At one point (circa 1999) kid-friendly search engines were a big deal. A lot of them cropped up competing for the ever-growing market of kids searching online. However at some point it seemed to sink in that automated filtering could not keep out all the potentially-naughty results from an innocent search, and sometimes overenthusiastic filters would filter out things that were actually innocent. Hand-built directories of resources suitable for kids are possible (Yahoo has a very nice one called Yahooligans), as well as niche resources that focus on a single kind of resource (like the late, lamented Amazing Picture Machine.) But there seemed to be less focus on full search engines.
InfoSpace has announced Zoo.com , a search engine designed for kids 8-13. And while Zoo admits that machine filters are not perfect, it has created a filter of over 50,000 words and phrases to filter out content and asks for feedback if any naughty content is found. While I respect and appreciate that admission, this search engine has a serious issue that needs to be addressed before I could recommend it.
Zoo is a metasearch that aggregates results from Yahoo, Google, and Wikipedia (hmm, I wonder why there isn’t a child-oriented Wikipedia yet? You could call it WikiKid. Probably require too much moderation) with what I presume is search filtering turned on for the full-text engines, and another layer of filtering applied on top of that. There’s also a news search that aggregates ABC, Fox, and Yahoo.
Unfortunately there seem to be a couple of problems with the engine. First that it only filters for sexual content. If you do a search for ritalin prescription, for example, you will get the usual buy-drugs-in-Canada type listings and some search engine spam. Of course, it’s hard enough to filter for one type of objectionable content; I can accept the idea that Zoo can only filter for one kind of thing at a time. But I do not like what it’s doing with the search results.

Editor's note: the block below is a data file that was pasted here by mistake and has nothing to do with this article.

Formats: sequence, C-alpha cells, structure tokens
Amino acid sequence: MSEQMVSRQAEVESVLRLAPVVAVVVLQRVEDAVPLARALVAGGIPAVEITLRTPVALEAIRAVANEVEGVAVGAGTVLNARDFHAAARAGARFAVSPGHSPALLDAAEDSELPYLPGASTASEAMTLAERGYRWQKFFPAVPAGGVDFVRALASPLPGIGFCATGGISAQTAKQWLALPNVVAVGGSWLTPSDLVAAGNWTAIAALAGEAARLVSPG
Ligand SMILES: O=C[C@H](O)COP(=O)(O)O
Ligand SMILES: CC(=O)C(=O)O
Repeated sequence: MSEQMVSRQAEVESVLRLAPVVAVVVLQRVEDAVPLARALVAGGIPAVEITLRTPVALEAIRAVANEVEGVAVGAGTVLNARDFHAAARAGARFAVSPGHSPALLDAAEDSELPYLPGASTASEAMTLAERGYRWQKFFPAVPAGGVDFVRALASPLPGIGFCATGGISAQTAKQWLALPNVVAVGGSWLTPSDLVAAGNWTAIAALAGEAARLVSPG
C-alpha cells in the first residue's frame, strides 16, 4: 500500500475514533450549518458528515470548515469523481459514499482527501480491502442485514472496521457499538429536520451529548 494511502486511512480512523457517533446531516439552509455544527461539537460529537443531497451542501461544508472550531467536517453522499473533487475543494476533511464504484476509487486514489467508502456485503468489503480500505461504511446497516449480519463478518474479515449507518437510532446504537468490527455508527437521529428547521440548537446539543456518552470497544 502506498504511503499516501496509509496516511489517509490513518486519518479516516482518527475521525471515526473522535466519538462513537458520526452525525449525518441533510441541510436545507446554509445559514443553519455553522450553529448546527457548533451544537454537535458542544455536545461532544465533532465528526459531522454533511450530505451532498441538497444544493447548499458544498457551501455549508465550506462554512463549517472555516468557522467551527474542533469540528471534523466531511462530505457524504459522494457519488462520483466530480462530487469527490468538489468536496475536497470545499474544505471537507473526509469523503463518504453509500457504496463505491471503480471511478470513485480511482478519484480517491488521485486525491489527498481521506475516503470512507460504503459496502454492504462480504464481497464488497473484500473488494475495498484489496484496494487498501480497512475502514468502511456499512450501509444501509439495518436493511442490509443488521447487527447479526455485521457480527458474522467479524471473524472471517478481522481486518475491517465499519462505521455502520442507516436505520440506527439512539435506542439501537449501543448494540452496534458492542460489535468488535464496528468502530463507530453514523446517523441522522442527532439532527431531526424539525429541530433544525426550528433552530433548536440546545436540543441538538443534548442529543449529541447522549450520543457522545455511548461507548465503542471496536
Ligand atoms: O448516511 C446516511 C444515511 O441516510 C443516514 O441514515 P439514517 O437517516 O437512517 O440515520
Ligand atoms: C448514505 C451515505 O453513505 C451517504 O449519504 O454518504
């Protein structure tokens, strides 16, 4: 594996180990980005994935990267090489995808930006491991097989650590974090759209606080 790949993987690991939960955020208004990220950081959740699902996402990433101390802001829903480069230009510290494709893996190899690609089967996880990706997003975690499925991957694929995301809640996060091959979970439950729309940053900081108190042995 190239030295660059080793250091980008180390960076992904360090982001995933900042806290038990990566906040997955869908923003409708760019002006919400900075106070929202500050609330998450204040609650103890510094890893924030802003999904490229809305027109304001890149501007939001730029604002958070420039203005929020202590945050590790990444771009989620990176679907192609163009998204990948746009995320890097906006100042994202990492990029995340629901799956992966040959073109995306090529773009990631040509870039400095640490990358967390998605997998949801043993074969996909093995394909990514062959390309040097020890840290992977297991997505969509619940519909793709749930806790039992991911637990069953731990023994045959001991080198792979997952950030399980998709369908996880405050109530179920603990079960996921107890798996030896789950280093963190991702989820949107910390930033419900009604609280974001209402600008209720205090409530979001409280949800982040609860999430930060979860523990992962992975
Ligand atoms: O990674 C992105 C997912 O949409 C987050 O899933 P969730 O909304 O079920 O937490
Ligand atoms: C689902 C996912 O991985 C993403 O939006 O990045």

Look at the search for ritalin prescription again. Results #1 and #2 are for Walmart.com and Reliable-Online-Drugs.com. They are numbered like regular search results. They are formatted like regular search results. The only way you can tell they aren’t regular search results is the little “Sponsored by:” part of the URL line. Furthermore, the sponsored results are not all at the top of the page. In these search results, for example, fully HALF of the results on the first page of ten results are noted as sponsored, one coming in at number 8 (In this case; the sponsored results seem to change and shift around as you reload the page.)
Think ritalin prescription is a little too “asking for it”? Okay, let’s do a search for Wii. This page has two sponsored results coming in at number 5 and number 10. Again, formatted just like the regular search results except for the “Sponsored By” that’s the same color red as the site URL.
Don’t get me wrong: I don’t mind advertising (if I did I’d be some kind of hypocrite.) I don’t even mind advertising on a kid-oriented site as long as the advertisers are chosen EXTREMELY carefully. But I am horrified that a search engine — especially a KID’S search engine — would not delineate sponsored listings as carefully and overtly as possible, and would even mix them up into a list of regular search results. Didn’t we go through this back in 1999-2001 with general search engines? Weren’t there attorneys general and lawsuits involved?
I was very enthusiastic to get the press release about the new kid’s search engine — with the number of kids doing research online, kid-safe searching is an area I feel gets too neglected — but I was deeply disappointed to see the sponsored listings problem. I can’t recommend Zoo. I wish I could.